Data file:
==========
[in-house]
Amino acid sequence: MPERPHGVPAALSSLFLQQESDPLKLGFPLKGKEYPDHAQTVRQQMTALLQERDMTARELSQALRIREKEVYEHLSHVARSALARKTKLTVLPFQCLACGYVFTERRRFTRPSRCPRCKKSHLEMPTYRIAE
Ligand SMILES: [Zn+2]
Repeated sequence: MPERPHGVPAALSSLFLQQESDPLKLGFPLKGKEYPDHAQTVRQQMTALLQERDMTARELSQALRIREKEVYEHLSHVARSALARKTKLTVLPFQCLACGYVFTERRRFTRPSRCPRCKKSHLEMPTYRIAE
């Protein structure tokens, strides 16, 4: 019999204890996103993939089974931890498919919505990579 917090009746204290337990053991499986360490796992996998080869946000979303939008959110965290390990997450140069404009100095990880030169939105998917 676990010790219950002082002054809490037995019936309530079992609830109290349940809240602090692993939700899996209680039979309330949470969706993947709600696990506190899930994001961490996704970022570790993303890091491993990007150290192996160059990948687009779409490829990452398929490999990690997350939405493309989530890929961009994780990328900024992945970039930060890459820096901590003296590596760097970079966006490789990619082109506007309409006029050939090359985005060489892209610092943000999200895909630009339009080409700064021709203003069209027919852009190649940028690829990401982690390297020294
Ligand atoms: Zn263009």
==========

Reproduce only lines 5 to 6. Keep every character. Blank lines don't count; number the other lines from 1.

């Protein structure tokens, strides 16, 4: 019999204890996103993939089974931890498919919505990579 917090009746204290337990053991499986360490796992996998080869946000979303939008959110965290390990997450140069404009100095990880030169939105998917 676990010790219950002082002054809490037995019936309530079992609830109290349940809240602090692993939700899996209680039979309330949470969706993947709600696990506190899930994001961490996704970022570790993303890091491993990007150290192996160059990948687009779409490829990452398929490999990690997350939405493309989530890929961009994780990328900024992945970039930060890459820096901590003296590596760097970079966006490789990619082109506007309409006029050939090359985005060489892209610092943000999200895909630009339009080409700064021709203003069209027919852009190649940028690829990401982690390297020294
Ligand atoms: Zn263009």